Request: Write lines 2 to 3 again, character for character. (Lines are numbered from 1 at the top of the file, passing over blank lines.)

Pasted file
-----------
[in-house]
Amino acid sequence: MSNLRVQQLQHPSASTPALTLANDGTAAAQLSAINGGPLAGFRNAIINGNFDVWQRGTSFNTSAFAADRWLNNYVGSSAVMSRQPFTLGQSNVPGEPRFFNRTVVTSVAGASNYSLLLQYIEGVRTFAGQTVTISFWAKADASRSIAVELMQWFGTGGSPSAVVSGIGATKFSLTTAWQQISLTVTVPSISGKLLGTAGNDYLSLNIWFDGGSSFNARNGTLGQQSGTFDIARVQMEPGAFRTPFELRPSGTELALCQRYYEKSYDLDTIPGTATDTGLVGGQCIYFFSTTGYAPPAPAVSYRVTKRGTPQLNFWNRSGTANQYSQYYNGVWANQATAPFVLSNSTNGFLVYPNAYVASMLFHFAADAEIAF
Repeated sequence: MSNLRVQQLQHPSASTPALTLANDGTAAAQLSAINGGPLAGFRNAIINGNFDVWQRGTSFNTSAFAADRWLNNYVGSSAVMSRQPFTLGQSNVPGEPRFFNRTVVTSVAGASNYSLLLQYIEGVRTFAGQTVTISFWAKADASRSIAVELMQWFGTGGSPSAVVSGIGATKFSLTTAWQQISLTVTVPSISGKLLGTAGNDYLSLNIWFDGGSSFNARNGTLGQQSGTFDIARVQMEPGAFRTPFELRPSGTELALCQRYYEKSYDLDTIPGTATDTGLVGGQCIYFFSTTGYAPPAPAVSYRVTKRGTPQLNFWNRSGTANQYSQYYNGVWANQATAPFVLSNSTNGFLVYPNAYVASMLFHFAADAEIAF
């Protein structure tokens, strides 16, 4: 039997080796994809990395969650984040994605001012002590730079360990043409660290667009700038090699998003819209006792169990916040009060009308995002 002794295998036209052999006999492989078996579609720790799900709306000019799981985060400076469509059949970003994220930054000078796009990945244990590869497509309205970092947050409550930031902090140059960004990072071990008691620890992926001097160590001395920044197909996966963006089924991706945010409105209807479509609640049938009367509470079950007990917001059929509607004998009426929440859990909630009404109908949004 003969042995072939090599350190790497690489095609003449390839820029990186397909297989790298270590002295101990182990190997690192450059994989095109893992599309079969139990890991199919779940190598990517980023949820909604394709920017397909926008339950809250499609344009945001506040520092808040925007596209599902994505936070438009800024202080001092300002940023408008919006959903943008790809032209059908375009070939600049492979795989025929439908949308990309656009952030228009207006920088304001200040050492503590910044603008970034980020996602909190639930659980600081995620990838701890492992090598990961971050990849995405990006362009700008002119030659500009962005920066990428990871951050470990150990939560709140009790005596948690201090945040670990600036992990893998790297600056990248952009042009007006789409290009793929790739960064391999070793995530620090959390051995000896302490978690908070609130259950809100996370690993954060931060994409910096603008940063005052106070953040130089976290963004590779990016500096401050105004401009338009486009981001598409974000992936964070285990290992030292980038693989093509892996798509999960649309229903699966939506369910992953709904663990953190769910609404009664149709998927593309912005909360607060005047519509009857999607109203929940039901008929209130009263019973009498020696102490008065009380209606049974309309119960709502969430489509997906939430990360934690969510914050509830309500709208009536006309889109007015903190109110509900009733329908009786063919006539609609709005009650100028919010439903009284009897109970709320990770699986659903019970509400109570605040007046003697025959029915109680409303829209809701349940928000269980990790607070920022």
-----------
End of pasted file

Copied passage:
Amino acid sequence: MSNLRVQQLQHPSASTPALTLANDGTAAAQLSAINGGPLAGFRNAIINGNFDVWQRGTSFNTSAFAADRWLNNYVGSSAVMSRQPFTLGQSNVPGEPRFFNRTVVTSVAGASNYSLLLQYIEGVRTFAGQTVTISFWAKADASRSIAVELMQWFGTGGSPSAVVSGIGATKFSLTTAWQQISLTVTVPSISGKLLGTAGNDYLSLNIWFDGGSSFNARNGTLGQQSGTFDIARVQMEPGAFRTPFELRPSGTELALCQRYYEKSYDLDTIPGTATDTGLVGGQCIYFFSTTGYAPPAPAVSYRVTKRGTPQLNFWNRSGTANQYSQYYNGVWANQATAPFVLSNSTNGFLVYPNAYVASMLFHFAADAEIAF
Repeated sequence: MSNLRVQQLQHPSASTPALTLANDGTAAAQLSAINGGPLAGFRNAIINGNFDVWQRGTSFNTSAFAADRWLNNYVGSSAVMSRQPFTLGQSNVPGEPRFFNRTVVTSVAGASNYSLLLQYIEGVRTFAGQTVTISFWAKADASRSIAVELMQWFGTGGSPSAVVSGIGATKFSLTTAWQQISLTVTVPSISGKLLGTAGNDYLSLNIWFDGGSSFNARNGTLGQQSGTFDIARVQMEPGAFRTPFELRPSGTELALCQRYYEKSYDLDTIPGTATDTGLVGGQCIYFFSTTGYAPPAPAVSYRVTKRGTPQLNFWNRSGTANQYSQYYNGVWANQATAPFVLSNSTNGFLVYPNAYVASMLFHFAADAEIAF